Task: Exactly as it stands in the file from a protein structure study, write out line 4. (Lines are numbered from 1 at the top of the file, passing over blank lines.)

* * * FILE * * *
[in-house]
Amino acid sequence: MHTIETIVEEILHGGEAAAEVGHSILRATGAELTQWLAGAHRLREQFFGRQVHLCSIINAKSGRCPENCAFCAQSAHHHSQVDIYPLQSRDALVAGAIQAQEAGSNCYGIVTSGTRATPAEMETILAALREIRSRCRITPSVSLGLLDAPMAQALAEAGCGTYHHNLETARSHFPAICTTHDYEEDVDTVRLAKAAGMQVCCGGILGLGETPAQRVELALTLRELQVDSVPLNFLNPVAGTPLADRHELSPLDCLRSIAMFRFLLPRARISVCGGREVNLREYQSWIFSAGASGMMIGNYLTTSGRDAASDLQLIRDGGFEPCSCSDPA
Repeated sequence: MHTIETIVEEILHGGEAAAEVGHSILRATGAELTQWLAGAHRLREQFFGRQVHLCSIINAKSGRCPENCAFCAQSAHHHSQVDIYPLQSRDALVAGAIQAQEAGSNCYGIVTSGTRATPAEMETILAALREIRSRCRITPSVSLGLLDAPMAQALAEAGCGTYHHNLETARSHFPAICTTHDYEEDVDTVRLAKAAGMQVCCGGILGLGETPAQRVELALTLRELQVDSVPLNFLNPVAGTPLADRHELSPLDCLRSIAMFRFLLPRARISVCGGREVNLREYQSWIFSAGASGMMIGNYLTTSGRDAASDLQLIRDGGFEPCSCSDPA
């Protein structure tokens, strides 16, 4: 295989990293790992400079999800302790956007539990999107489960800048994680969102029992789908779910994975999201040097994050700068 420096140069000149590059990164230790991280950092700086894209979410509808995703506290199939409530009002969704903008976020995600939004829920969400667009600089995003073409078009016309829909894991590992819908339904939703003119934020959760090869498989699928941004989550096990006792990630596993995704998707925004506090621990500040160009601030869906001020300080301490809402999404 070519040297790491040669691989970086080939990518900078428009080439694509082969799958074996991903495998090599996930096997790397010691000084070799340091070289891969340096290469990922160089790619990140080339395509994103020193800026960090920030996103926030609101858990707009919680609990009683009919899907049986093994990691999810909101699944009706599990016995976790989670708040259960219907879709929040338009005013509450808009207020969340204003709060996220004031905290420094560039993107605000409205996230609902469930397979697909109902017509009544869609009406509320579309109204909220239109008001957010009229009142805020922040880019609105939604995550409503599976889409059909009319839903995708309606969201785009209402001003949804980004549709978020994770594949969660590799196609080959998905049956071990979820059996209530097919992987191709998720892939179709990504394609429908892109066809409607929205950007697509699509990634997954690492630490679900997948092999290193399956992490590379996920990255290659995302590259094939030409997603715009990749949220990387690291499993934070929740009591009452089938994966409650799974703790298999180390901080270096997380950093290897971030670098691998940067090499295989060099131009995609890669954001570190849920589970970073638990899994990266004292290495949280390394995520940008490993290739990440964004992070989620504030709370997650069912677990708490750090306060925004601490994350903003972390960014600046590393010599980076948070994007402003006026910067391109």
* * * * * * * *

């Protein structure tokens, strides 16, 4: 295989990293790992400079999800302790956007539990999107489960800048994680969102029992789908779910994975999201040097994050700068 420096140069000149590059990164230790991280950092700086894209979410509808995703506290199939409530009002969704903008976020995600939004829920969400667009600089995003073409078009016309829909894991590992819908339904939703003119934020959760090869498989699928941004989550096990006792990630596993995704998707925004506090621990500040160009601030869906001020300080301490809402999404 070519040297790491040669691989970086080939990518900078428009080439694509082969799958074996991903495998090599996930096997790397010691000084070799340091070289891969340096290469990922160089790619990140080339395509994103020193800026960090920030996103926030609101858990707009919680609990009683009919899907049986093994990691999810909101699944009706599990016995976790989670708040259960219907879709929040338009005013509450808009207020969340204003709060996220004031905290420094560039993107605000409205996230609902469930397979697909109902017509009544869609009406509320579309109204909220239109008001957010009229009142805020922040880019609105939604995550409503599976889409059909009319839903995708309606969201785009209402001003949804980004549709978020994770594949969660590799196609080959998905049956071990979820059996209530097919992987191709998720892939179709990504394609429908892109066809409607929205950007697509699509990634997954690492630490679900997948092999290193399956992490590379996920990255290659995302590259094939030409997603715009990749949220990387690291499993934070929740009591009452089938994966409650799974703790298999180390901080270096997380950093290897971030670098691998940067090499295989060099131009995609890669954001570190849920589970970073638990899994990266004292290495949280390394995520940008490993290739990440964004992070989620504030709370997650069912677990708490750090306060925004601490994350903003972390960014600046590393010599980076948070994007402003006026910067391109």